“They are not the sole experts on issues”
The open platform that the Digital Age has provided to the people has turned thousands of those who use even a single mobile phone into a journalist, said Alan Rusbridger, Editor-in-Chief of the widely read British newspaper and website The Guardian.
“The dependency of people, organisations, NGOs on journalists to tell their stories to others has been greatly reduced in this Digital Age. Every person who holds a Twitter account or even a mobile phone can go out telling a story, turning into a journalist. The future of print journalism lies in accepting the importance of Digital Age,” said Mr. Rusbridger. He was speaking at the special programme held by the Mumbai Press Club on “The Future of Journalism in a Digital Age.”
Sharing a number of experiences of reporters of The Guardian in the extensive use of the Internet to acquire information, understand issues and even to create sources, he said the notion that a journalist was the sole expert of any issue was rapidly becoming redundant.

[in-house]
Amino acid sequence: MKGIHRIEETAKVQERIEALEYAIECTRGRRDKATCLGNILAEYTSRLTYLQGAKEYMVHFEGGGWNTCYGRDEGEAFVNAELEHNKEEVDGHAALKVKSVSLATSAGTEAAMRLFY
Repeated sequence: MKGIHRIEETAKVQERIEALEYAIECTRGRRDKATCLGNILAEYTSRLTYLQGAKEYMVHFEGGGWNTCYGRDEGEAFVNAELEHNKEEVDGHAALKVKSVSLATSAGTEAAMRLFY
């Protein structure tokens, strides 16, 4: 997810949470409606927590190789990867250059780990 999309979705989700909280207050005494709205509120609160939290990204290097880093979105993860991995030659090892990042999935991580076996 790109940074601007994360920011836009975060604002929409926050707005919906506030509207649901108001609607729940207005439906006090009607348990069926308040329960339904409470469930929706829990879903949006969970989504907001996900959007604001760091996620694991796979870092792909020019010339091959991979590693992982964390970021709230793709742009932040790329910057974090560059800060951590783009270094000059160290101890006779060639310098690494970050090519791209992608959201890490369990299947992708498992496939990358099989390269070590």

“Claiming that out of 900 people who watch a particular drama, it is only a journalist who can write better than others is an overstatement. The transition from a mere publisher of a story to a platform giving better inputs by involving larger audience will also bring money with it.”
Explaining the present scenario of the print industry in western world, Mr. Rusbridger said that unlike in India, the industry was suffering a 10 per cent annual decline in revenues for the past 15 years. “In such a scenario, becoming brave, aggressive and smarter than others in the use of digital technology is the only way to survive,” he said.
“In India, however, the desperate situation which western print media is facing hasn’t yet arrived. But in the next two decades, a similar situation will surely hit India, when digital technology will be the only possible remedy,” he said.